For 400th time, let his circle be unbroken

July 29, 1999|By Ken Rosenthal

Let it happen today. Let it happen at home. Let Cal Ripken hit his 400th homer in the same place he broke Lou Gehrig's consecutive-games record.

Let it happen here.

The home run would mark the fourth major historic event in the eight-year history of Camden Yards, after Ripken's 2,131st consecutive game, Eddie Murray's 500th homer and Ripken ending his streak.

It was impossible to imagine Ripken breaking Gehrig's record on the road. It was fitting that Murray hit his 500th homer in the city where he began his career. And it would be only proper if Ripken made history today.

The Orioles fly west for six games after this afternoon's series finale against Texas. Ripken could hit No. 400 in Seattle or Oakland before the club returns home for a four-game series against Detroit.

Jeff Fassero, the major-league leader with 30 homers allowed, pitches for the Mariners Sunday. And with the closing of the Kingdome, Oakland- Alameda County Stadium is now tied for third among Ripken's favorite road home run parks.

Still, who wants to see Ripken give Seattle's Safeco Field an instant piece of history? And who wants to see him possibly strike after midnight EDT in Oakland, where the average attendance is 17,325?

Let Ripken do it in daylight, without the distraction of flash cameras, and in plenty of time for the 6 o'clock highlights.

Let him do it today.

Too often in his career, Ripken's individual pursuits have been the best reasons to watch the Orioles. It happened in 1995, when his pursuit of Gehrig was the highlight of a sub-.500 season. And it's happening again in '99.

Ripken's 400th homer will rank second on his list of career accomplishments, behind you-know-what and ahead of 3,000 hits, the other milestone he figures to reach this season.

The 3,000-hit club contains 21 members to the 400-homer club's 28, but what makes this achievement special is that Ripken will be the first player to reach 400 after spending the majority of his career as a middle infielder.

The list is composed almost entirely of outfielders and corner infielders. Ernie Banks hit 512 homers after beginning his career as a shortstop, but finished with more games played at first base.

Ripken holds the major-league record with 345 home runs by a shortstop. He started a record 2,216 consecutive games at the position before moving to third base in 1997.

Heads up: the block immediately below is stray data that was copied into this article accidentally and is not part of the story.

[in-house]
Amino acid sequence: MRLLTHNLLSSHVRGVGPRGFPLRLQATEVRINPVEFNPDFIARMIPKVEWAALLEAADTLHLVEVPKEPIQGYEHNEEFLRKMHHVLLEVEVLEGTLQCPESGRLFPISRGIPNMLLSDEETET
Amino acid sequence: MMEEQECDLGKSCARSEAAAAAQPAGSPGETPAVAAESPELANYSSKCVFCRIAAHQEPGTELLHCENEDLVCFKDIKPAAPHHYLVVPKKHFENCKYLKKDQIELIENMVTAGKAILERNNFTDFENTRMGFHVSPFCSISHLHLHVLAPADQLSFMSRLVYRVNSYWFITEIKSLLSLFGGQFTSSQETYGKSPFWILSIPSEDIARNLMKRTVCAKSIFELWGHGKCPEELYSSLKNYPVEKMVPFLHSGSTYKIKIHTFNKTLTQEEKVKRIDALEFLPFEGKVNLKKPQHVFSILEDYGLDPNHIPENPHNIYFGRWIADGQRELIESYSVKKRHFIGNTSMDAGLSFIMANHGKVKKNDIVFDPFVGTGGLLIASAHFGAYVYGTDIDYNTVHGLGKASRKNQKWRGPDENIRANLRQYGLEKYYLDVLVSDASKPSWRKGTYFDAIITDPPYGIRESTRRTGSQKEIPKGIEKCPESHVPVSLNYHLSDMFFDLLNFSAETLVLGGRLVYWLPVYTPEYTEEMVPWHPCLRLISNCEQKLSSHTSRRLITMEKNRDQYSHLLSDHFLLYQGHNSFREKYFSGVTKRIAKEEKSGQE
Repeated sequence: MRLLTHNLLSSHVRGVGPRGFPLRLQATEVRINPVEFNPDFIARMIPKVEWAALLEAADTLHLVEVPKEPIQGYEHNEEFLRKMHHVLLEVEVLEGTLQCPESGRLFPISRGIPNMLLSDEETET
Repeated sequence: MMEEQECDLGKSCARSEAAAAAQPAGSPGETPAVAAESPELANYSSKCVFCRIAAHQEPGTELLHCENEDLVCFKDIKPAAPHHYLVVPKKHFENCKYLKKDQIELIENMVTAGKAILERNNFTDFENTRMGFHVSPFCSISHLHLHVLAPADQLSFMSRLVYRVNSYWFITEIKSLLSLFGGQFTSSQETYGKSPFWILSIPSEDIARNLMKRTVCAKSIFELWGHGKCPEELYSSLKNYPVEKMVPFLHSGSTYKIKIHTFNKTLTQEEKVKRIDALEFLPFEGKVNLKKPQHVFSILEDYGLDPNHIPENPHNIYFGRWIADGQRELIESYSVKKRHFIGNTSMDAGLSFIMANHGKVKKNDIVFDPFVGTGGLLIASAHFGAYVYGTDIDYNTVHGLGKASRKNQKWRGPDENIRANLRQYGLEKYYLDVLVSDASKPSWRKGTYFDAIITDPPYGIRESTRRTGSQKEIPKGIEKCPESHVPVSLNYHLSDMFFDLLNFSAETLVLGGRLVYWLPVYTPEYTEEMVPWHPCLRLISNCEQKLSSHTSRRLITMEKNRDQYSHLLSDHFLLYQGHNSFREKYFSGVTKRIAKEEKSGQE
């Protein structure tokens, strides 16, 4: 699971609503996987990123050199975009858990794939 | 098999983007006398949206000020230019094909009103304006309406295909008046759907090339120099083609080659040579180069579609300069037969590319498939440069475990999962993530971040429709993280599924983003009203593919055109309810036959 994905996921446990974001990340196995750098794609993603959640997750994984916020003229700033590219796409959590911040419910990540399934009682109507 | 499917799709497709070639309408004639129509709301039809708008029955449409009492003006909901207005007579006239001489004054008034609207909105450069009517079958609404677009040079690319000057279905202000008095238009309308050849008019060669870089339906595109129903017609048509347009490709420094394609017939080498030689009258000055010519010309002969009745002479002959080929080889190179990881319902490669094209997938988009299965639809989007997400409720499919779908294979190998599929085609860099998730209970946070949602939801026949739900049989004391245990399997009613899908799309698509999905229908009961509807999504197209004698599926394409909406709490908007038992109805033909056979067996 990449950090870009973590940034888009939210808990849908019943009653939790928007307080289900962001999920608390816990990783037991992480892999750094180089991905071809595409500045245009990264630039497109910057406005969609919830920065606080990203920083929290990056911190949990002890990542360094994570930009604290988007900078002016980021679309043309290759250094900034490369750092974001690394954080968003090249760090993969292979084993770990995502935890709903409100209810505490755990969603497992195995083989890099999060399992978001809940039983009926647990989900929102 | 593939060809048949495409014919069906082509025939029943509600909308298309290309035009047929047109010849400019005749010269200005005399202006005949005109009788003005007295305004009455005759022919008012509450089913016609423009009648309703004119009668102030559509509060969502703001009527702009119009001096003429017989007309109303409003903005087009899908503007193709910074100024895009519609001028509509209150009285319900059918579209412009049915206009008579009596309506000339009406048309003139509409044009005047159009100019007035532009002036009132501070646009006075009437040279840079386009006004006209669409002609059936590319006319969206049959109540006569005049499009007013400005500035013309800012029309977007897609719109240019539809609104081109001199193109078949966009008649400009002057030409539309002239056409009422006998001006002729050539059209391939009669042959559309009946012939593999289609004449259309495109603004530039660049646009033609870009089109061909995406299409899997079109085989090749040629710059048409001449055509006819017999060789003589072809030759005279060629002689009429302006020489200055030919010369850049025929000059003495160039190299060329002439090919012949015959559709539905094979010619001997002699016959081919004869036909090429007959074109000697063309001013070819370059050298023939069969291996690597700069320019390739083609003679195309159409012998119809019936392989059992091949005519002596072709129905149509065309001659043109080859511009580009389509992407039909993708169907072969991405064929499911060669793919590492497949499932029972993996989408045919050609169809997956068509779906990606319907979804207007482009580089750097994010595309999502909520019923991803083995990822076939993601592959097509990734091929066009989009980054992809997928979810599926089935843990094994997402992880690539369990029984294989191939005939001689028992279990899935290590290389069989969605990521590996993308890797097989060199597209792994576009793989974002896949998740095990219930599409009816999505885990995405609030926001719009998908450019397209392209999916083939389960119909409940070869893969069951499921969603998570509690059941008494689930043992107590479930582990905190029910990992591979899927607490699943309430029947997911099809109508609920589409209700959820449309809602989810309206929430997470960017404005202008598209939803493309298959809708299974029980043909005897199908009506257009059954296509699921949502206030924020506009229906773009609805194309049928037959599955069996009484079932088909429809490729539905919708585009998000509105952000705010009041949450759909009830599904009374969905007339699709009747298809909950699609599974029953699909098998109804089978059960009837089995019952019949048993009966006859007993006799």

Thus, 400 represents one of Ripken's most important legacies.

He proved that a big man could play shortstop, introduced power at a traditionally light-hitting spot and inspired a generation of players like Alex Rodriguez and Derek Jeter to come.

Ripken is 37 hits short of 3,000, but Honus Wagner, Nap Lajoie, Rod Carew and Robin Yount reached that total after spending the majority of their careers as middle infielders. The power is what makes Ripken unique.

He will become only the seventh member of the 400-homer, 3,000-hit club, along with Hank Aaron, Willie Mays, Murray, Stan Musial, Dave Winfield and Carl Yastrzemski. Some might dismiss his achievements as the product of longevity, but that analysis misses the point.

It's true that Ripken likely will have the lowest career batting average (.277) and home run frequency (one every 26.79 at-bats) in the 3,000-hit and 400-homer clubs. Dave Winfield will have the next-lowest batting average (.283), Yastrzemski the next-lowest home-run frequency (one every 26.52 ABs).

Yet, here Ripken is.

He has demonstrated Murray-like consistency, producing only one season of 30 or more homers (1991) and two seasons of 200 or more hits (1983 and '91).

And his managers always found him worthy of a spot in their lineup, enabling him to compile statistics that would qualify him for the Hall of Fame even if he never became the game's all-time Iron Man.

Ripken isn't as natural a hitter as Tony Gwynn or Wade Boggs, two other veterans closing in on 3,000 hits. And he doesn't crush the ball like Mark McGwire or Albert Belle, relying more on timing for his power.

Yet, here he is.

He couldn't have reached this point without special gifts, but as has so often been the case in his career, Ripken willed himself toward excellence -- especially this season, when it appeared a back injury might force him to retire.

His 400th homer deserves to be part of Baltimore baseball history, joining not only his 2,131, 2,632 and Murray's 500th homer, but all of the Memorial Stadium memories:

Brooks Robinson's final game, Frank Robinson's home run out of the park, Rocky Colavito's four-homer game, Al Kaline's 3,000th hit and the no-hitters by Hoyt Wilhelm, Steve Barber/Stu Miller, Jim Palmer and Tom Phoebus.

Let it happen today.

Let it happen here.

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